"The door was opened, and the waiter announced that the men were below, and asked if it were the pleasure of the gentlemen that they should be shown up. They assented, and rapidly took their places round the official table. Tramp, tramp, came the heavy clogged feet up the stairs, and in a minute five wild, earnest-looking men stood in the room. Had they been larger-boned men you would have called them gaunt; as it was, they were little of stature, and their fustian clothes hung loosely on their shrunk limbs. In choosing their delegates, the operatives had more regard to their brains and power of
speech than their wardrobes. It was long since many of them had known the luxury of a new article of dress; and the air-gaps were to be seen in their garments. Some of the masters were rather affronted at such a ragged detachment coming between the wind and their nobility; but what cared they?
"At the request of a gentleman hastily chosen to officiate as chairman, the leader of the delegates read, in a high-pitched, psalmsinging voice, a paper containing the operatives' statement of the case at issue, their complaints and demands, which last were not remarkable for moderation. He was then de
sired to withdraw for a few minutes, with his fellow-delegates, to another room, while the masters considered what should be their definitive answer. The masters would not consent to the advance demanded by the workmen. They would agree to give one shilling per week more than they had previously offered-the delegates positively declined any compromise of their demands.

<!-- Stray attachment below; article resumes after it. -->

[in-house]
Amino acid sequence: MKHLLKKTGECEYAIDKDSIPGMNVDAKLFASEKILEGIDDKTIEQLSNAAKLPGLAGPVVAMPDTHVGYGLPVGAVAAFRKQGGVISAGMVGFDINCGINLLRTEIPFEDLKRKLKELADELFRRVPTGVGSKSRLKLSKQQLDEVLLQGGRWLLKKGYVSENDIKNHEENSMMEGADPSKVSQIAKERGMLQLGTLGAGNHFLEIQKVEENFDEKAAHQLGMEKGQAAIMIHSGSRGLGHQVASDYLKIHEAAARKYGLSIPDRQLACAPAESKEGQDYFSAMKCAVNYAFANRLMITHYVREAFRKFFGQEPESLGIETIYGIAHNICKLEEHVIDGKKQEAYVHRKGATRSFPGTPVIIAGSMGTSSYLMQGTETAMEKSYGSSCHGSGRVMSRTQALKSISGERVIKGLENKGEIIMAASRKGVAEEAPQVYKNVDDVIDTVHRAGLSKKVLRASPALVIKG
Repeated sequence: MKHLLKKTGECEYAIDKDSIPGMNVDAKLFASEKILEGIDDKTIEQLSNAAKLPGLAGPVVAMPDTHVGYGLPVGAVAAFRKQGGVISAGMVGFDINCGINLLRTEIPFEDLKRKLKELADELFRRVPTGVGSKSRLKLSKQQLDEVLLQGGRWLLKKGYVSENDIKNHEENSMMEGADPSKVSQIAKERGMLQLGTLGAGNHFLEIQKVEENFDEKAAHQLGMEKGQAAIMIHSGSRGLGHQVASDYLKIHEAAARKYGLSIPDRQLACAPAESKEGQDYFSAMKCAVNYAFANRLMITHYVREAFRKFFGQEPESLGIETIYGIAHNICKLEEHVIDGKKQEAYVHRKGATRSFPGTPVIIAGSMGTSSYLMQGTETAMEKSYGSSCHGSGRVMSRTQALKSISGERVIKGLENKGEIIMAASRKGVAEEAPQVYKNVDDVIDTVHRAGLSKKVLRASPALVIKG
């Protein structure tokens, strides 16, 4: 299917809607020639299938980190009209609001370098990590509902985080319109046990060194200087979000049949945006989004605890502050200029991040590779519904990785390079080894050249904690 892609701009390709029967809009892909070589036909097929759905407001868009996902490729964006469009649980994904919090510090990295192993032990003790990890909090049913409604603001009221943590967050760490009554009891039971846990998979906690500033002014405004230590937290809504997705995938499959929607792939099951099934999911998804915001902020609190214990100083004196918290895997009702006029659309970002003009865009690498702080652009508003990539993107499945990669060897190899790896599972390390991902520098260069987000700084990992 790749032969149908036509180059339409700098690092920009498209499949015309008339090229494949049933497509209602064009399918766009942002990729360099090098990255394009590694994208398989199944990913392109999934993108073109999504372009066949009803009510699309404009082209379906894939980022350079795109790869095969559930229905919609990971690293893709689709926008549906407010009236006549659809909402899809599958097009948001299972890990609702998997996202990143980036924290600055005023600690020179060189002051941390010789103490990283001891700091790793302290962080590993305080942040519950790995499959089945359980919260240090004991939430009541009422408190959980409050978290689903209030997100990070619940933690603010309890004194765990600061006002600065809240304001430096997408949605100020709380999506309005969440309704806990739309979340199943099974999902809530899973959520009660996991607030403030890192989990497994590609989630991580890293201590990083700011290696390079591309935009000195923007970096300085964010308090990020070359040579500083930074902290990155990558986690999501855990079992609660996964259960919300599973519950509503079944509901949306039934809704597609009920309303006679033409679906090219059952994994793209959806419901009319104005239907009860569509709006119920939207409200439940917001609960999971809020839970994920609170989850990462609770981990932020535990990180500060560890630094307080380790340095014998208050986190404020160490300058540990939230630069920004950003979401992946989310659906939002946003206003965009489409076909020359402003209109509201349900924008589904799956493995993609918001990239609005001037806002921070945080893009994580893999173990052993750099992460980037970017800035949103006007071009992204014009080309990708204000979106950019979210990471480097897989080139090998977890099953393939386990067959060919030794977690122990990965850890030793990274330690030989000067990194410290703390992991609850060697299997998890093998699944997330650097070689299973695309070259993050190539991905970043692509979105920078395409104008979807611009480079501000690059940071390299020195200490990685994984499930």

"Then up sprang Mr. Henry Carson, the head and voice of the violent party amongst the masters, and addressing the chairman, even before the scowling operatives, he proposed some resolutions-firstly, declaring all communication between the masters and that particular trades' union at an end; secondly, declaring that no master should employ any workman in future, unless he signed a declaration that he did not belong to any trades' stood listening with lowering brows of defiunion. Considering that the men who now
ance, were all of them leading members of the union, such resolutions were in themselves sufficiently provocative of animosity; but not content with simply stating them, Harry Carson went on to characterize the conduct of the workmen in no measured looks more livid, their glaring eyes more terms, every word he spoke rendering their fierce.
"Now there had been some by-play at this meeting. While the men had stood grouped near the door, on their first entrance, Mr. Harry Carson had taken out his silver pencil, and had drawn an admirable caricature of them-lank, ragged, dispirited and faminestricken. Underneath he wrote a hasty quotation from the fat knight's well-known speech in Henry IV. He passed it to one of his neighors, who acknowledged the likeness instantly, and by him it was sent round to the others, who all smiled and nodded their heads. This proceeding was closely observed by one of the men. He watched the masters as they left the hotel (laughing, some of them were), and when all had gone, he went to the waiter, who recognized him-There's a bit on a picture up yonder, as one of the gentlemen threw away; I've a little lad at home as dearly loves a picture; by your leave I'll go up for it.'"
Having obtained possession of the caricature he produces it the same evening in an assembly of working-men-like himself out of work-John Barton being amongst them.
"The heads clustered together to gaze at and detect the likenesses.
"That's John Slater! I'd ha' known him anywhere by his big nose. Lord! how like; that's me, by God, it's the very way I'm obligated to pin my waistcoat up, to hide that I've gotten no shirt. That is a shame, and I'll not stand it!'